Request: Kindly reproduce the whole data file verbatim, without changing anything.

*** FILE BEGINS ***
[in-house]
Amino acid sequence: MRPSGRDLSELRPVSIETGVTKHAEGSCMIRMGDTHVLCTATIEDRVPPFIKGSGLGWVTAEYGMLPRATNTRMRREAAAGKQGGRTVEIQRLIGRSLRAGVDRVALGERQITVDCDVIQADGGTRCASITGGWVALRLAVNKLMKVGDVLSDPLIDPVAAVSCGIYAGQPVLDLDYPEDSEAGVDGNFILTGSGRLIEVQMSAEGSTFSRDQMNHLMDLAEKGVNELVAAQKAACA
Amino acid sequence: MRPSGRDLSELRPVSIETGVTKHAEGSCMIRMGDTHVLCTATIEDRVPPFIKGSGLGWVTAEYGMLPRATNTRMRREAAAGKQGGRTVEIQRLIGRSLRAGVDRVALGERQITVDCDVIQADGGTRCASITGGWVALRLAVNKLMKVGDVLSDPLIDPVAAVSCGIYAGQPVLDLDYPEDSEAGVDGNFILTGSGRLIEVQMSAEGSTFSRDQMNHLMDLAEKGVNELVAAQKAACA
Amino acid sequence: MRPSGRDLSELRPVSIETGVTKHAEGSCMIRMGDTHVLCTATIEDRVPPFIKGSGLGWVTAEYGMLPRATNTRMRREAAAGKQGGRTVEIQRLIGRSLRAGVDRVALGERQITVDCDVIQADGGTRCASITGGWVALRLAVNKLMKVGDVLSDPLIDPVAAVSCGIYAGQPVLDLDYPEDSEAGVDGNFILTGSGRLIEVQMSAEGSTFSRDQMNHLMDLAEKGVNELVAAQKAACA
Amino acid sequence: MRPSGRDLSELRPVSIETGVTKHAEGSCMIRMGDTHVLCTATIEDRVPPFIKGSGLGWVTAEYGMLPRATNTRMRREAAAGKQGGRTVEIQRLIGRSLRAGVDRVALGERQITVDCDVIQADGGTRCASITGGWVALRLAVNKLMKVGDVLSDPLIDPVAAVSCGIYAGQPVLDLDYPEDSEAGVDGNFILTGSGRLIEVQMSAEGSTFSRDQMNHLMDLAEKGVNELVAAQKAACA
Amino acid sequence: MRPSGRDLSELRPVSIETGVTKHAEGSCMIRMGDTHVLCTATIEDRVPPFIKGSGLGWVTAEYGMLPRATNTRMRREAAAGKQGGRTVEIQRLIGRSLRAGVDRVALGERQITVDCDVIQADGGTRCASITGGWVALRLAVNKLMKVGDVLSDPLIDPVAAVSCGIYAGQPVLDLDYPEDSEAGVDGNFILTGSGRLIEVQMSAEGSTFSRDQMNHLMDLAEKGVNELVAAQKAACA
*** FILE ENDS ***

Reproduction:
[in-house]
Amino acid sequence: MRPSGRDLSELRPVSIETGVTKHAEGSCMIRMGDTHVLCTATIEDRVPPFIKGSGLGWVTAEYGMLPRATNTRMRREAAAGKQGGRTVEIQRLIGRSLRAGVDRVALGERQITVDCDVIQADGGTRCASITGGWVALRLAVNKLMKVGDVLSDPLIDPVAAVSCGIYAGQPVLDLDYPEDSEAGVDGNFILTGSGRLIEVQMSAEGSTFSRDQMNHLMDLAEKGVNELVAAQKAACA
Amino acid sequence: MRPSGRDLSELRPVSIETGVTKHAEGSCMIRMGDTHVLCTATIEDRVPPFIKGSGLGWVTAEYGMLPRATNTRMRREAAAGKQGGRTVEIQRLIGRSLRAGVDRVALGERQITVDCDVIQADGGTRCASITGGWVALRLAVNKLMKVGDVLSDPLIDPVAAVSCGIYAGQPVLDLDYPEDSEAGVDGNFILTGSGRLIEVQMSAEGSTFSRDQMNHLMDLAEKGVNELVAAQKAACA
Amino acid sequence: MRPSGRDLSELRPVSIETGVTKHAEGSCMIRMGDTHVLCTATIEDRVPPFIKGSGLGWVTAEYGMLPRATNTRMRREAAAGKQGGRTVEIQRLIGRSLRAGVDRVALGERQITVDCDVIQADGGTRCASITGGWVALRLAVNKLMKVGDVLSDPLIDPVAAVSCGIYAGQPVLDLDYPEDSEAGVDGNFILTGSGRLIEVQMSAEGSTFSRDQMNHLMDLAEKGVNELVAAQKAACA
Amino acid sequence: MRPSGRDLSELRPVSIETGVTKHAEGSCMIRMGDTHVLCTATIEDRVPPFIKGSGLGWVTAEYGMLPRATNTRMRREAAAGKQGGRTVEIQRLIGRSLRAGVDRVALGERQITVDCDVIQADGGTRCASITGGWVALRLAVNKLMKVGDVLSDPLIDPVAAVSCGIYAGQPVLDLDYPEDSEAGVDGNFILTGSGRLIEVQMSAEGSTFSRDQMNHLMDLAEKGVNELVAAQKAACA
Amino acid sequence: MRPSGRDLSELRPVSIETGVTKHAEGSCMIRMGDTHVLCTATIEDRVPPFIKGSGLGWVTAEYGMLPRATNTRMRREAAAGKQGGRTVEIQRLIGRSLRAGVDRVALGERQITVDCDVIQADGGTRCASITGGWVALRLAVNKLMKVGDVLSDPLIDPVAAVSCGIYAGQPVLDLDYPEDSEAGVDGNFILTGSGRLIEVQMSAEGSTFSRDQMNHLMDLAEKGVNELVAAQKAACA